Silverlight 3 arrives in beta form with a huge host of improvements. But what really blows our minds is just how quickly Microsoft has been able to cram this many features into its Flash competitor.As expected, Silverlight 3 was announced today at MIX09, this year's iteration of Microsoft's annual conference for web developers, designers, and enthusiasts. While the keynote that just finished was full of little announcements that were handed out faster than the audience could swallow them, the one that stood out the most was the third iteration of Microsoft's Flash alternative, Silverlight. Links for the first and last beta of Silverlight 3, and the many development tools surrounding it, went live earlier today.
During the keynote, Scott Guthrie, corporate vice president of the .NET Developer Platform at Microsoft, announced a list of improvements that left me wondering if "the third time's the charm." The new beta is 40KB smaller than Silverlight 2, which is not exactly mind-blowing—until you look at what's inside.
Guthrie threw some numbers at the audience: more than 200 Microsoft products and websites use Silverlight, 10,000 applications globally use it, and there are more than 350 million installs of the runtime to date.
"In the short time since we launched Silverlight and Expression Blend, Microsoft has rapidly introduced new features and functionality that enable customers to deliver outstanding Web sites," Guthrie said, and if you look at the above picture, you can see he wasn't kidding. Silverlight development is one of the fastest-developing projects at Microsoft, with Silverlight 1 being out for only a year before Silverlight 2 was released. Six months afterwards, we're on to the Silverlight 3 beta, and Guthrie says there are thousands of new APIs and hundreds of new features for this version. The really important ones can be broken down into four points:
- Media: GPU hardware acceleration, new codec support (H.264, AAC, MPEG-4), raw bitstream Audio/Video API, and improved logging for media analytics
- Graphics: GPU Acceleration and hardware compositing, perspective 3D, bitmap and pixel API, pixel shader effects, and Deep Zoom improvements
- Application development: Deep linking, navigation and SEO, improved text quality, multi-touch support, 60+ controls available, and library caching support
- Data: Data-binding improvements, validation error templates, server data push improvements, binary XML networking support, and multi-tier REST data support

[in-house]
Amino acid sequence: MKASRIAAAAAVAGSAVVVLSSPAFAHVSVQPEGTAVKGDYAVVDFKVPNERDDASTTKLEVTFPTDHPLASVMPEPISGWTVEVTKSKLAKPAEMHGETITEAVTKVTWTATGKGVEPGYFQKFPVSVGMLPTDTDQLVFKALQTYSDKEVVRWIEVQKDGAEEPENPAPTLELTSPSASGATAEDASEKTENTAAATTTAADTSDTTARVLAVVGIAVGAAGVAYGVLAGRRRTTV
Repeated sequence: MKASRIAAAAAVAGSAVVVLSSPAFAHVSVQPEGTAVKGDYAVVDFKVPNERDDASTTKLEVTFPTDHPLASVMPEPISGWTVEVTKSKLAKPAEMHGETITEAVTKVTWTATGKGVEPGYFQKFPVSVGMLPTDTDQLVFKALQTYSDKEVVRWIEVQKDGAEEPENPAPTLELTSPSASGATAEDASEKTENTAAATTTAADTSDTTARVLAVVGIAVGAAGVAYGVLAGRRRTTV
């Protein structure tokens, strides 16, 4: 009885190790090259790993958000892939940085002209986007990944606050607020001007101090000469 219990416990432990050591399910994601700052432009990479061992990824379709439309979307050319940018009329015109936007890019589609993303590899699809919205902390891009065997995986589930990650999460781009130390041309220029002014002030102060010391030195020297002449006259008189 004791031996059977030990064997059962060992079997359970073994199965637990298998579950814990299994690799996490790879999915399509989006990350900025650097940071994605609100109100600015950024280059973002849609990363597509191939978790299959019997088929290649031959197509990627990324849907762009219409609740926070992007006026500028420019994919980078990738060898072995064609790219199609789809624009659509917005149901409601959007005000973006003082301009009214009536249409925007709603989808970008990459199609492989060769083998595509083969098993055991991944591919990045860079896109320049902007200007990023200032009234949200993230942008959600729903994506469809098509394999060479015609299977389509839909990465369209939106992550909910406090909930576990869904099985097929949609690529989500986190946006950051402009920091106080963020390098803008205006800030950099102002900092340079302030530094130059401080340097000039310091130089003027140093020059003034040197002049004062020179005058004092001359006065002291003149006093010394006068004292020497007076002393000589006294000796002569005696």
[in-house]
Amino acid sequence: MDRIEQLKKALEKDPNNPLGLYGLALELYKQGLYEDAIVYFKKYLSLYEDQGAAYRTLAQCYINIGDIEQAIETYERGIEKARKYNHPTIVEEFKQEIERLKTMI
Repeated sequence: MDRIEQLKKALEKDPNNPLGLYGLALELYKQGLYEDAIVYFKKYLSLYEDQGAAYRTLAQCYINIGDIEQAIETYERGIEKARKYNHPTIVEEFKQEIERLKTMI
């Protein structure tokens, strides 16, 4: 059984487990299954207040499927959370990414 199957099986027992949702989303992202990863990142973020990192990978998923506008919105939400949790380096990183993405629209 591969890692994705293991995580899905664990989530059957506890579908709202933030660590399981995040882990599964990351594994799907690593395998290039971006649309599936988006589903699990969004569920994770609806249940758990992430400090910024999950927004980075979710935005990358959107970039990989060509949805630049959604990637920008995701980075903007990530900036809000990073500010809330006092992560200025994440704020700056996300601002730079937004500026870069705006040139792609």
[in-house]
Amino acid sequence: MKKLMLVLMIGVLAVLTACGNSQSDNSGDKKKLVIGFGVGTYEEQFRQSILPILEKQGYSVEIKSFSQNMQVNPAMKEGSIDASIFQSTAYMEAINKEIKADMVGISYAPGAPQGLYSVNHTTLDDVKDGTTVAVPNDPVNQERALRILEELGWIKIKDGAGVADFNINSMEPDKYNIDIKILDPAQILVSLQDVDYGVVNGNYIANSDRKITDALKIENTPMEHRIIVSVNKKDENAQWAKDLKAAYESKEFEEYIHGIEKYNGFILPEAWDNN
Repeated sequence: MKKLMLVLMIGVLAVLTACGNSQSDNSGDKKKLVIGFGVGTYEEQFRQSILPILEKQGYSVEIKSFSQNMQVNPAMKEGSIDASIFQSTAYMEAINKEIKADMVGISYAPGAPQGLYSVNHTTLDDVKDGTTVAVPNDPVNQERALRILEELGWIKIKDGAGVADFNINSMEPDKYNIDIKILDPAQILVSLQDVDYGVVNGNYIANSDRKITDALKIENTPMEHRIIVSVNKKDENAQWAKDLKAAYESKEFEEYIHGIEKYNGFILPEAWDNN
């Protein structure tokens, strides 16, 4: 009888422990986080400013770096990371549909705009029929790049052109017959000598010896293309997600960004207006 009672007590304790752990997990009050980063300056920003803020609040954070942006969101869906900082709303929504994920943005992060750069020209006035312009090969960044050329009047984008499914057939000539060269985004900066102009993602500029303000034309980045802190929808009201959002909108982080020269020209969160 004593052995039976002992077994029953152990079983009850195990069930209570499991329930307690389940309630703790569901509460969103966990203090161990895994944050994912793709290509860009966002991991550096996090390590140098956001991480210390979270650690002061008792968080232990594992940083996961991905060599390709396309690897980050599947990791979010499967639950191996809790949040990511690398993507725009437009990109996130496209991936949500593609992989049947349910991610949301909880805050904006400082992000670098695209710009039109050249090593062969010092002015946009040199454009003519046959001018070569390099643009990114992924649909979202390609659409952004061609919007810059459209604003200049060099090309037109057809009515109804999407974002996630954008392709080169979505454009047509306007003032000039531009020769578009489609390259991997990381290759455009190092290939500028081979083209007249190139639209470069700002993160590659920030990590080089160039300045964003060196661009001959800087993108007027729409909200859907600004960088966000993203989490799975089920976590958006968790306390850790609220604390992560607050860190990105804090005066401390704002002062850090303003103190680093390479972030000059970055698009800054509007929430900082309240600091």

From the above feature list (full changelog here), it's not really surprising that Microsoft was boasting about all the companies that are developing rich Internet applications (RIAs) using Silverlight. NBC, for example, is going to be using Silverlight again for their coverage of the next Olympics, which are being hosted in Vancouver next year. This time, though, they'll be streaming at 720p. Silverlight 1 was very much focused on streaming video, whereas version 2 was aimed at RIAs, but version 3 seems to expand on both areas.
In terms of streaming, Microsoft says Silverlight 3 brings "high-definition video in full-screen mode, with stutter-free live and on-demand video" to the table, and it was quite obvious from the demonstrations that it wasn't just talk. Guthrie showed off smooth streaming, which allowed him to start playing an HD video anywhere he chose, instantaneously.
In addition to all these improvements, version 3 now allows developers to create Web applications that can exist outside the browser, like Adobe AIR. How does it work? Open a browser page. Launch the Silverlight application. Close the browser. The Silverlight program lives on.
It's still limited by the security features provided by the browser, and it's still a Silverlight application in the sense that it works exactly the same way on multiple platforms, but it looks the same regardless of where you launch it. Companies can therefore update their applications anytime they want (Internet-connectivity detection and auto-update can be built-in), using one codebase across platforms.
For more information on what this release includes, I strongly recommend the following Channel 9 video embedded below (yes, Silverlight is required) because it is an excellent rundown of all the facts you need to know.
Source: ars technica